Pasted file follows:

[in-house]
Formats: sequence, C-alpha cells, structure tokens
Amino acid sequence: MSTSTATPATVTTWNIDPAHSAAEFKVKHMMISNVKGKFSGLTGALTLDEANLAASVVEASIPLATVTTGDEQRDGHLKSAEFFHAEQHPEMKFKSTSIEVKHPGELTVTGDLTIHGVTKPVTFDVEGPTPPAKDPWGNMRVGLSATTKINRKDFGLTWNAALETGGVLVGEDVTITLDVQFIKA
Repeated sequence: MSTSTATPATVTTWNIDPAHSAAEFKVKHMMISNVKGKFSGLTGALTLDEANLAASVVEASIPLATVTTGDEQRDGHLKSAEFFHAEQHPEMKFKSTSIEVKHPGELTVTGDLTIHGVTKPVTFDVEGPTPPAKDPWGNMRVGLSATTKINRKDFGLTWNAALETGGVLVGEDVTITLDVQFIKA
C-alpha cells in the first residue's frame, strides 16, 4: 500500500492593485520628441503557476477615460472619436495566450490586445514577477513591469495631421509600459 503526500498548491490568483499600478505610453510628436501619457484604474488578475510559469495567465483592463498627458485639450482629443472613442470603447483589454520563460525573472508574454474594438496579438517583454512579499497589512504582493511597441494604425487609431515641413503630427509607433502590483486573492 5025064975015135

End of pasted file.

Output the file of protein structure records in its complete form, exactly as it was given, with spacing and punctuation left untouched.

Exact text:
[in-house]
Formats: sequence, C-alpha cells, structure tokens
Amino acid sequence: MSTSTATPATVTTWNIDPAHSAAEFKVKHMMISNVKGKFSGLTGALTLDEANLAASVVEASIPLATVTTGDEQRDGHLKSAEFFHAEQHPEMKFKSTSIEVKHPGELTVTGDLTIHGVTKPVTFDVEGPTPPAKDPWGNMRVGLSATTKINRKDFGLTWNAALETGGVLVGEDVTITLDVQFIKA
Repeated sequence: MSTSTATPATVTTWNIDPAHSAAEFKVKHMMISNVKGKFSGLTGALTLDEANLAASVVEASIPLATVTTGDEQRDGHLKSAEFFHAEQHPEMKFKSTSIEVKHPGELTVTGDLTIHGVTKPVTFDVEGPTPPAKDPWGNMRVGLSATTKINRKDFGLTWNAALETGGVLVGEDVTITLDVQFIKA
C-alpha cells in the first residue's frame, strides 16, 4: 500500500492593485520628441503557476477615460472619436495566450490586445514577477513591469495631421509600459 503526500498548491490568483499600478505610453510628436501619457484604474488578475510559469495567465483592463498627458485639450482629443472613442470603447483589454520563460525573472508574454474594438496579438517583454512579499497589512504582493511597441494604425487609431515641413503630427509607433502590483486573492 5025064975015135